Known for Doppler effect
|Name Christian Doppler|
|Born 29 November 1803Salzburg, Austria (1803-11-29) |
Institutions Prague PolytechnicAcademy of Mines and ForestsUniversity of Vienna
Died March 17, 1853, Venice, Italy
Spouse Mathilde Sturm (m. 1836–1853)
Children Matilda Doppler, Hermann Doppler, Bertha Doppler, Adolf Doppler, Ludwig Doppler
Parents Johann Evangelist Doppler, Theresia Seeleithner
Siblings Anna Doppler, Katharina Doppler Mullbauer, Johann Doppler, Theresia Doppler
Similar People Hippolyte Fizeau, Hendrik Lorentz, Edwin Hubble, Gregor Mendel, William Herschel
Christian Doppler Google Doodle
Christian Andreas Doppler (; [ˈdɔplɐ]; 29 November 1803 – 17 March 1853) was an Austrian mathematician and physicist. He is celebrated for his principle — known as the Doppler effect — that the observed frequency of a wave depends on the relative speed of the source and the observer. He used this concept to explain the color of binary stars.
Christian Doppler was born in Salzburg in Austria in 1803. After completing high school, Doppler studied philosophy in Salzburg and mathematics and physics at the Imperial–Royal Polytechnic Institute (now Vienna University of Technology) where he began work as an assistant in 1829. In 1835 he began work at the Prague Polytechnic (now Czech Technical University), where he received an appointment in 1841.
One year later, at the age of 38, Doppler gave a lecture to the Royal Bohemian Society of Sciences and subsequently published his most notable work, "Über das farbige Licht der Doppelsterne und einiger anderer Gestirne des Himmels" (On the coloured light of the binary stars and some other stars of the heavens). There is a facsimile edition with an English translation by Alec Eden. In this work, Doppler postulated his principle (later coined the Doppler effect) that the observed frequency of a wave depends on the relative speed of the source and the observer, and he later tried to use this concept for explaining the colour of binary stars.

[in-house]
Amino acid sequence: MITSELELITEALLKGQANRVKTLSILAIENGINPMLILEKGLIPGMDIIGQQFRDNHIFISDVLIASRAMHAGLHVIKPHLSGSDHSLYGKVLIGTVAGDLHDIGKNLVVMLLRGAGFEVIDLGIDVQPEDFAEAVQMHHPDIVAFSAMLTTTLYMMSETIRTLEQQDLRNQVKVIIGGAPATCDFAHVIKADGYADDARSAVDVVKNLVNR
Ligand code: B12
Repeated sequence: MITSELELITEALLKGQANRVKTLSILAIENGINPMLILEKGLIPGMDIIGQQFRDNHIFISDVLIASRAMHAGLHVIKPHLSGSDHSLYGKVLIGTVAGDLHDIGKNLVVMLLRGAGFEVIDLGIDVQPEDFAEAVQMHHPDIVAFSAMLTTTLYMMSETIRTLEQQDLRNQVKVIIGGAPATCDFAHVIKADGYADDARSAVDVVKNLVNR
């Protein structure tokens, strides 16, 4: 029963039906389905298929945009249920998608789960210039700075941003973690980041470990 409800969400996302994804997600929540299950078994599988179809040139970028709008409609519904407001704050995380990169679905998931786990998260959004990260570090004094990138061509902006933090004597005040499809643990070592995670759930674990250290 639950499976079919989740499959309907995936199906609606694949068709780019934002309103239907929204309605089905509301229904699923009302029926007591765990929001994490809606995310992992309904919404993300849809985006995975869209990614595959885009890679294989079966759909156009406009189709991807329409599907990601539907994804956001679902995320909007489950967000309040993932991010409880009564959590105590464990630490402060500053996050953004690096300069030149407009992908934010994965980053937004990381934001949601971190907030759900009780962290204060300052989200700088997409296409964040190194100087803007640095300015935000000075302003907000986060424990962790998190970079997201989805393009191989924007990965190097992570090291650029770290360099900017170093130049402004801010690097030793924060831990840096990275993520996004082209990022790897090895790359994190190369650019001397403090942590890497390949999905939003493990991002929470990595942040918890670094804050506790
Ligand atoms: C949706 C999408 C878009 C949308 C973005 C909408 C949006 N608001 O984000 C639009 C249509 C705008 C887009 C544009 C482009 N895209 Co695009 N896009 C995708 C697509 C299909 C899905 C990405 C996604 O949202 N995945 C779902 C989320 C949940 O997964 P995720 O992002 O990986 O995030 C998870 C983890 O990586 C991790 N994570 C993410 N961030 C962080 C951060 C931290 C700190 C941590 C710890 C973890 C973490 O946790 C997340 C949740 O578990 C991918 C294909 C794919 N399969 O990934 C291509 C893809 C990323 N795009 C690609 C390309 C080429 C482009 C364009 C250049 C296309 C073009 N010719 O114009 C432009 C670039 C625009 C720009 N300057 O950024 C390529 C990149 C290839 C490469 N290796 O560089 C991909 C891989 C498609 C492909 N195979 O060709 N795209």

This was independently at the same time when physicist Armand Hippolyte Louis Fizeau (23 September 1819 – 18 September 1896) became also involved in aspects of the discovery of the Doppler effect, which is known by the French as the Doppler-Fizeau Effect. Fizeau contributed towards its understanding the effect with light rather than sound, and in doing so, corrected many of Doppler's persistent errors. He also developed the formal mathematical theorem underlying principles of this effect. In 1848, he discovers the frequency shift of a wave when the source and receiver are moving relative to each other, therefore being first to predict blue shifts and red shifts of light waves.
Doppler continued working as a professor at the Prague Polytechnic, he published over 50 articles on mathematics, physics and astronomy, but in 1847 he left Prague for the professorship of mathematics, physics, and mechanics at the Academy of Mines and Forests (its successor is the University of Miskolc) in Selmecbánya (then Kingdom of Hungary, now Banská Štiavnica, Slovakia), and in 1849 he moved to Vienna.
Doppler's research was interrupted by the revolutionary incidents of 1848. During the Hungarian Revolution, he fled to Vienna. There he was appointed head of the Institute for Experimental Physics at the University of Vienna in 1850. While there, Doppler, along with Franz Unger, influenced the development of young Gregor Mendel, the founding father of genetics, who was a student at the University of Vienna from 1851 to 1853.
Doppler died on 17 March 1853 at age 49 from a pulmonary disease in Venice (at that time part of the Austrian Empire). His tomb, found by Dr. Peter M. Schuster is just inside the entrance of the Venetian island cemetery of San Michele.
Some confusion exists about Doppler's full name. Doppler referred to himself as Christian Doppler. The records of his birth and baptism stated Christian Andreas Doppler. Forty years after Doppler's death the misnomer Johann Christian Doppler was introduced by the astronomer Julius Scheiner. Scheiner's mistake has since been copied by many.